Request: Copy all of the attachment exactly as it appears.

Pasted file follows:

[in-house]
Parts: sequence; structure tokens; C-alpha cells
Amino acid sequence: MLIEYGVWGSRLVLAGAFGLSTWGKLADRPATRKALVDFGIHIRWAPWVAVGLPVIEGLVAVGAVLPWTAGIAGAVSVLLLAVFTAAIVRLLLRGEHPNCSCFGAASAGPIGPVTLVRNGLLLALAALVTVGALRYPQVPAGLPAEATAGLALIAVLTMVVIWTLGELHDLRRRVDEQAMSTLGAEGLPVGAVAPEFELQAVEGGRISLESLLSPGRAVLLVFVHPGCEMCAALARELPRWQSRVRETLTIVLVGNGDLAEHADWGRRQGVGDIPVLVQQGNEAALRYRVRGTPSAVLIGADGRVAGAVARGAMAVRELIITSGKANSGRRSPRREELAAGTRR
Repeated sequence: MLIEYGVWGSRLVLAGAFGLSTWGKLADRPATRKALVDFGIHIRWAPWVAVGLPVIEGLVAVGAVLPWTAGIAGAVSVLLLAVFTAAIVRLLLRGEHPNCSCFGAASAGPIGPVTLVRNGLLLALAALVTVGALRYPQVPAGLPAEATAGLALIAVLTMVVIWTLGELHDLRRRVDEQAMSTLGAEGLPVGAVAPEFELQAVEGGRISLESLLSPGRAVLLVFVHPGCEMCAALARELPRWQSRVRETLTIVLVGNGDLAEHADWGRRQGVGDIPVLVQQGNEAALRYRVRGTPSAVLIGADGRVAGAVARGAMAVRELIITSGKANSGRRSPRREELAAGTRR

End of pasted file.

[in-house]
Parts: sequence; structure tokens; C-alpha cells
Amino acid sequence: MLIEYGVWGSRLVLAGAFGLSTWGKLADRPATRKALVDFGIHIRWAPWVAVGLPVIEGLVAVGAVLPWTAGIAGAVSVLLLAVFTAAIVRLLLRGEHPNCSCFGAASAGPIGPVTLVRNGLLLALAALVTVGALRYPQVPAGLPAEATAGLALIAVLTMVVIWTLGELHDLRRRVDEQAMSTLGAEGLPVGAVAPEFELQAVEGGRISLESLLSPGRAVLLVFVHPGCEMCAALARELPRWQSRVRETLTIVLVGNGDLAEHADWGRRQGVGDIPVLVQQGNEAALRYRVRGTPSAVLIGADGRVAGAVARGAMAVRELIITSGKANSGRRSPRREELAAGTRR
Repeated sequence: MLIEYGVWGSRLVLAGAFGLSTWGKLADRPATRKALVDFGIHIRWAPWVAVGLPVIEGLVAVGAVLPWTAGIAGAVSVLLLAVFTAAIVRLLLRGEHPNCSCFGAASAGPIGPVTLVRNGLLLALAALVTVGALRYPQVPAGLPAEATAGLALIAVLTMVVIWTLGELHDLRRRVDEQAMSTLGAEGLPVGAVAPEFELQAVEGGRISLESLLSPGRAVLLVFVHPGCEMCAALARELPRWQSRVRETLTIVLVGNGDLAEHADWGRRQGVGDIPVLVQQGNEAALRYRVRGTPSAVLIGADGRVAGAVARGAMAVRELIITSGKANSGRRSPRREELAAGTRR